Safari or Firefox?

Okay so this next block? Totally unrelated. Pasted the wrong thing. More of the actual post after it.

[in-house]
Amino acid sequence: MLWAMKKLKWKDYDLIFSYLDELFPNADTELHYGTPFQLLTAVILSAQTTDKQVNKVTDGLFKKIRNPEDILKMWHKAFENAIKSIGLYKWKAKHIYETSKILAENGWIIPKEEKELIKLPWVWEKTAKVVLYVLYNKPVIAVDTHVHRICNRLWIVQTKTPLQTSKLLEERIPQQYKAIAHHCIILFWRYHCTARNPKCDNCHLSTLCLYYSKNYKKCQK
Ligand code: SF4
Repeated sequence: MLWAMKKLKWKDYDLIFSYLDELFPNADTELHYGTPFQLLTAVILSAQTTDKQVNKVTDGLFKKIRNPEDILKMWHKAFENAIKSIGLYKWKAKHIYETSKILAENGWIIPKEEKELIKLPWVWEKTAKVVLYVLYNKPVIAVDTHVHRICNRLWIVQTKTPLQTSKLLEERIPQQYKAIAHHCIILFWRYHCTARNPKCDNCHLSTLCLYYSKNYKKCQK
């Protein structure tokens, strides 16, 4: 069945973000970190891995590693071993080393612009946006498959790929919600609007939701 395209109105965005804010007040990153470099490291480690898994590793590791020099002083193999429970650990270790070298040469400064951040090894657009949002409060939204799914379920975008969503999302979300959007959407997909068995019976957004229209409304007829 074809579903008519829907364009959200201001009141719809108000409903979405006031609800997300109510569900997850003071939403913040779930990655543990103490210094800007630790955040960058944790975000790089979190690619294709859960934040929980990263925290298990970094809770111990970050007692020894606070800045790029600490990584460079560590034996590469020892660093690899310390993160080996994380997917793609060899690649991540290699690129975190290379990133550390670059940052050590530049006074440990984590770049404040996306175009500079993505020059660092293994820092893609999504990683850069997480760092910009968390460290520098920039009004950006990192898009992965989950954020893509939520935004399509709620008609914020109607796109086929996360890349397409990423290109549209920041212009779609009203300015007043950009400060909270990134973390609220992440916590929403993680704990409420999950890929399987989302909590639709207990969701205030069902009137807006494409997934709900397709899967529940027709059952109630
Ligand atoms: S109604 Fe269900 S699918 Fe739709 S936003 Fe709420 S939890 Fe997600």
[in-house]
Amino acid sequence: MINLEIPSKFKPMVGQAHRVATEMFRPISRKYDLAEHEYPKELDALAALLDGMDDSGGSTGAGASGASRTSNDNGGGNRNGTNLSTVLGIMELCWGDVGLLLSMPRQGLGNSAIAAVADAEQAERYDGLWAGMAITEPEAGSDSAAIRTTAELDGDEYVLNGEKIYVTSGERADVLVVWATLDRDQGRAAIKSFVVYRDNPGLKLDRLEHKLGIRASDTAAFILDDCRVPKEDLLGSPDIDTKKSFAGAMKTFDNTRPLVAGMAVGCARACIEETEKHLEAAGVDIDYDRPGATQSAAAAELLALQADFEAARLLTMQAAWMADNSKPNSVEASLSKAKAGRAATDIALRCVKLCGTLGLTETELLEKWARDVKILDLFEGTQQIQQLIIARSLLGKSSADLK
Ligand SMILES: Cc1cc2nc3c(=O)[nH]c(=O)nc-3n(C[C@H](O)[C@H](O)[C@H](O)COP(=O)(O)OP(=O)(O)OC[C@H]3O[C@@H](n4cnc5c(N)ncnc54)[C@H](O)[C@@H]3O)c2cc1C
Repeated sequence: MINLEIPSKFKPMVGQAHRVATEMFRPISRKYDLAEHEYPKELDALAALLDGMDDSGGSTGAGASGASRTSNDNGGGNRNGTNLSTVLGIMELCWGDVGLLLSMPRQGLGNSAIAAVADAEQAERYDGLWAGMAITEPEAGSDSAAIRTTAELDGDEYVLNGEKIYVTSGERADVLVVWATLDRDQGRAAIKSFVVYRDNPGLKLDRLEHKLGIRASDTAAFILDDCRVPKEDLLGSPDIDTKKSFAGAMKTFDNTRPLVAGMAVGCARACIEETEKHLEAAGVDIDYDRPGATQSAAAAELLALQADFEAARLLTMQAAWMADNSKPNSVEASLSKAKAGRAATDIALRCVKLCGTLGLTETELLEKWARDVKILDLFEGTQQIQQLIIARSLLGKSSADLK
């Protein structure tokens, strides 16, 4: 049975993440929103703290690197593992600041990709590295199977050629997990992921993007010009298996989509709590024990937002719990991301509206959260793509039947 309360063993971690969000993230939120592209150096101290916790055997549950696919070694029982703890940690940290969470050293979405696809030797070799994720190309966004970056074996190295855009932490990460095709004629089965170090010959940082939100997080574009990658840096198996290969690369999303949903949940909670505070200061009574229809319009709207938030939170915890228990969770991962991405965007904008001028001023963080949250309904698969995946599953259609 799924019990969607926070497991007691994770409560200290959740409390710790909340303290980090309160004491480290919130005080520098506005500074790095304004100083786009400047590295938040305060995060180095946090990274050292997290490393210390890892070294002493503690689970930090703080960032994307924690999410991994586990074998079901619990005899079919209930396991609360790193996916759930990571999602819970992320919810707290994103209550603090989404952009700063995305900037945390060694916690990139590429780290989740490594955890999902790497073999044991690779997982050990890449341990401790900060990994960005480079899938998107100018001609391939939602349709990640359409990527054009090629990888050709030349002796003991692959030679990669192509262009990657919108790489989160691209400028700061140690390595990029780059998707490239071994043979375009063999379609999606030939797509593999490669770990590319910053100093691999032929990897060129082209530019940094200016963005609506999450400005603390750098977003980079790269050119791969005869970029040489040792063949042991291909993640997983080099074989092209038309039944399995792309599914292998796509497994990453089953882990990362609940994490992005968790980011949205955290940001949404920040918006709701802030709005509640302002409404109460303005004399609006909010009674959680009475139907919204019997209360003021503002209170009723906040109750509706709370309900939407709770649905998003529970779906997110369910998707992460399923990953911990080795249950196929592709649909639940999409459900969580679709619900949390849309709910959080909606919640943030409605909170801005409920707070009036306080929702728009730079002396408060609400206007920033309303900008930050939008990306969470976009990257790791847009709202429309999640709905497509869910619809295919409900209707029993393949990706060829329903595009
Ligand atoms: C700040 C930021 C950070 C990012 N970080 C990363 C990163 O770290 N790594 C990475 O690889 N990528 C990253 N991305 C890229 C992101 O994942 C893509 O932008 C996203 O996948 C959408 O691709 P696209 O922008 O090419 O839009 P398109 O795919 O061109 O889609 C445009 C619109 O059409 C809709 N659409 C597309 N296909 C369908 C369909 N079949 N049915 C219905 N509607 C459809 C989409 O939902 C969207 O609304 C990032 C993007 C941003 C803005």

When I was a Windows user I went through several generations of browsers. Starting off with Mosaic, then on to Netscape Navigator and finally, since I was a hard core MS guy, Internet Explorer. Of course back then we called the early versions Internet Exploder because the thing would frequently crash in spectacular ways. Over time Internet Explorer improved and became fairly stable, though it had a huge number of security holes that Microsoft could never seem to get on top of. Once Internet Explorer became the defacto standard on the Windows platform Microsoft stopped innovating on it and focused on fixing security issues. It was about this time that Mozilla put out the first versions of Firefox and suddenly I had a reason to consider something other than IE. Firefox was quick, had a tabbed interface that IE didn’t, didn’t have the security holes that IE had and was, for the most part, able to present most web pages just as well as IE. I quickly adopted Firefox as my default browser and for the next couple of years watched as Microsoft slowly realized that they needed to put a lot of effort into their new browser. Firefox always seemed to be one step ahead of IE, adding great new capabilities like skinning, plugins and extensions that were really handy. Enough Windows History – What About Mac? When I switched to Mac I figured I would also use Firefox instead of Safari. It was actually the very first application I installed on my new Mac. After playing with both I was surprised to find myself using Safari as my default browser. My use of Firefox was limited to my development work where some of the extensions for Firefox come in handy and the XML viewer that’s built in makes life much easier. What didn’t I like about Firefox? It was considerably slower than Safari when loading and rendering web pages. The UI did not feel Mac like, with a toolbar that looked like something from an older Windows application. I love the clean, crisp UIs that Apple produces and while some think that Safari is spartan, I think it’s just clean and uncluttered. Firefox also rendered form components on a web page very differently than Safari. While Safari’s pulldown lists and buttons inside a web form looked just like any other Mac UI, the Firefox versions of those buttons looked like something from an old Windows 98 machine; square, gray, flat buttons. Out Comes Firefox 3.0 The recent release of Firefox 3.0 meant that I wanted to check this out again and see if Firefox deserved a spot as my default browser. I installed it over my previous version and started playing around. Note: If you are a 1Password fan like I am you will need to open the preferences in it and reset it in the Browsers section. The first thing I noticed is that it is considerably faster than the previous version. I didn’t do hard core testing—just some subjective stuff—but found it to be nearly as fast as Safari. The UI has also been updated, making it look much more like a traditional Mac application. I particularly like the tab and toolbar rendering: I also found that the web forms that Firefox used to generate are now being presented with traditional OS X looking components. This was a big deal for me so I was quite happy to see that in 3.0. The Firefox team also added a cool searching feature. Click on the down arrow just on the right side of the address box and up pops your standard list of recent addresses. If you begin to type any matches found—both from your history and your bookmarks—appear in the list. It’s kind of like a browser specific Spotlight search. Very cool. There are three key Safari features that I don’t have in Firefox though: 1) Dictionary Lookup 2) Drag and drop in web file upload forms 3) Snapback Of these only Dictionary Lookup is tough to live without for me. Given the advances that Firefox has made I am going to spend the next week playing with this browser to see if it can indeed become my default. Using it for the bulk of the day yesterday leads me to think it has a pretty good chance.